Oscars Best Song: Reviews of nominees ‘Lift Me Up,’ ‘Hold My Hand,’ ‘Applause’

Written by Amy Ta, produced by Bennett Purser and Andrea Bautista

“Lift Me Up” is by Lady Gaga, who won Best Song in 2019 for “Shallow.” Credit: YouTube.

There are five nominees for Best Original Song at this year’s Oscars. Press Play runs through them with Noah Gittell, a freelance film critic, and lecturer at the Smithsonian.

He notes that the Academy has no rules for what types of songs get nominated here — they could play over end credits, be from musicals, or sung by characters in films that aren’t musicals. 

“Hold My Hand” (from “Top Gun: Maverick”) by Lady Gaga

Gittell: “Not only did she win this category in 2019 for “Shallow,” she was also nominated for Best Actress that year. And let's not forget that she, along with Liza Minnelli, announced Best Picture last year, which is a spot that's really reserved for Hollywood royalty. So the Academy loves her and the song is good. It's a serious contender.”

“Lift Me Up” (from “Black Panther: Wakanda Forever”) by Rihanna

This is Rihanna’s first Oscars nomination. She's supposed to perform “Lift Me Up” at the ceremony.

“I'm not normally a fan of nominating songs that simply play over the end credits. I really prefer when they're integrated into the film in some way. But I thought it worked perfectly in the movie, which ends with a big climactic battle, obviously, and then this very quiet, emotional denouement. And the song … really captures the feeling of that moment and of the film, which is very mournful, but also empowering. And the song is not flashy in any way. It's not going to make for a really dynamic performance necessarily, but it captures the spirit of the film, and that's a very hard thing to do.”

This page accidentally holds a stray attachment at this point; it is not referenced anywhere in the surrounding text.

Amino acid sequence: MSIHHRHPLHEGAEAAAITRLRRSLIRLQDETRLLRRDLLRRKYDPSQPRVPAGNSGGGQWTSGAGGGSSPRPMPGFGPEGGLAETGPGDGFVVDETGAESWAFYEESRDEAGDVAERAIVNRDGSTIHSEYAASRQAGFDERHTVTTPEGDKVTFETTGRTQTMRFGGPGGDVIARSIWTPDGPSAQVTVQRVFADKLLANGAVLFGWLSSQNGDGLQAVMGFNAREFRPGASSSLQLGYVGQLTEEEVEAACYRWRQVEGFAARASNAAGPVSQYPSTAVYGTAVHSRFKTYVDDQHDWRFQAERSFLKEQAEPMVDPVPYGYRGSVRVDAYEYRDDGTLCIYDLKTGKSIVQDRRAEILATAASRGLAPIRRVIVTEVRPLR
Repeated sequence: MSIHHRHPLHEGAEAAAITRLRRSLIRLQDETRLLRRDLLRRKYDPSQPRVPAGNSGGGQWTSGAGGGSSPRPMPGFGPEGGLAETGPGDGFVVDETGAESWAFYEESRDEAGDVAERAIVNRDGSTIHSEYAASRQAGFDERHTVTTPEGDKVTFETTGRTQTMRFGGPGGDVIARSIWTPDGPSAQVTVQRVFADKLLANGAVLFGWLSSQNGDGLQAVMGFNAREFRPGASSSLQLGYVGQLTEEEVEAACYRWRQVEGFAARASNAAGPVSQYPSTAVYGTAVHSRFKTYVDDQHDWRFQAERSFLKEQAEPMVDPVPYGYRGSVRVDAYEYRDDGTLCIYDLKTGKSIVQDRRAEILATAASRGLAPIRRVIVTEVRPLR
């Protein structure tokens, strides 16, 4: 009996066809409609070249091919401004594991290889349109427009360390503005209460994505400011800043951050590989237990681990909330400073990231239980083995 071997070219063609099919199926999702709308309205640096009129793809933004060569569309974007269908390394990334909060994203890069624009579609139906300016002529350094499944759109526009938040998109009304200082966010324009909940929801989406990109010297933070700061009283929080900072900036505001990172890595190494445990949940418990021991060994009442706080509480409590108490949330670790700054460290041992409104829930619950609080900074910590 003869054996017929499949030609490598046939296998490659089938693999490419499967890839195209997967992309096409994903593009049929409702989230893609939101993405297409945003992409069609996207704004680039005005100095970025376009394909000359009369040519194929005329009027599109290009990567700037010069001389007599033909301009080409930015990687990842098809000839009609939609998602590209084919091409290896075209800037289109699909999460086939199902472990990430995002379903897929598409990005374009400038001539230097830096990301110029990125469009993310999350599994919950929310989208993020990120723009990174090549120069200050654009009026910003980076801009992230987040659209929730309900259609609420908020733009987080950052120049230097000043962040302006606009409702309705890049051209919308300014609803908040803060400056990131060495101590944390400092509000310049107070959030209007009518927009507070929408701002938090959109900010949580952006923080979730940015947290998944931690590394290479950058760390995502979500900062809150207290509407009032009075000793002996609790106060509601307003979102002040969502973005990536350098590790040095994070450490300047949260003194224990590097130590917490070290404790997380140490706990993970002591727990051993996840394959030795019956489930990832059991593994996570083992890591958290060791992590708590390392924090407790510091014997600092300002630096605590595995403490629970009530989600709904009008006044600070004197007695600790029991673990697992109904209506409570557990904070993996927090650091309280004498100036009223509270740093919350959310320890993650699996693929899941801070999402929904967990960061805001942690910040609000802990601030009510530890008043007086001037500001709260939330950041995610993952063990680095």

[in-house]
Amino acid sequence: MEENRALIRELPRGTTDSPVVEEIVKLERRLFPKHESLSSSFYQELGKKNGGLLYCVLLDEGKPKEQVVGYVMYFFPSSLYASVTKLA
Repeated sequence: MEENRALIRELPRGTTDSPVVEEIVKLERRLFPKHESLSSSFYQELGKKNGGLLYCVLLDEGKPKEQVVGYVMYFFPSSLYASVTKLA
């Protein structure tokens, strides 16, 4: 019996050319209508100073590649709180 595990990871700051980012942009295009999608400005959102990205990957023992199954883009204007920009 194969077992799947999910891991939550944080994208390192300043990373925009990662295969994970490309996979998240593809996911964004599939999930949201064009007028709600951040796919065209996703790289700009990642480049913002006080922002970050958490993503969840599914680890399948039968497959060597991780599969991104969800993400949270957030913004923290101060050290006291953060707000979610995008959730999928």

“This Is a Life” (from “Everything Everywhere All at Once”) by Son Lux, David Byrne, Mitski

“It totally captures the spirit of ‘Everything Everywhere All at Once’ in the lyrics, talking about the various lives that could have been led. … You have these dual … competing vocals that overlap a bit, and that reflects the overlapping narratives of the movie. And it's just pretty. It's a beautiful ambiance song with two singers who have distinct voices that go together very well.”

“Applause” (from “Tell It like a Woman”) - written by Diane Warren, sung by Sofia Carson

“I don't think this is a particularly good song. It's a film nobody's ever heard of or seen. [Warren has] never won before. … The funny thing about it is that they gave her an Honorary Oscar in 2022. And a lot of folks thought … the academy recognized work that she has done even though she's never won, and maybe a signal to the Academy membership that they should stop nominating her for these songs that nobody's ever heard, in movies they've never heard of. And yet, the Warren brand is so strong that she was nominated again for such a song.”

“Naatu Naatu” (from “RRR”) by Rahul Sipligunj, Kaala Bhairava and M.M. Keeravani

“This is actually the first song to be nominated in this category from an Indian production. … It's a big popcorn movie, it's a lot of fun. … If people have skepticism that they're going to like it, when you get to this number, which is about 45 minutes into the movie, you're going to be in. Because it is just an irresistible musical number, a huge dance sequence at a party or a wedding.”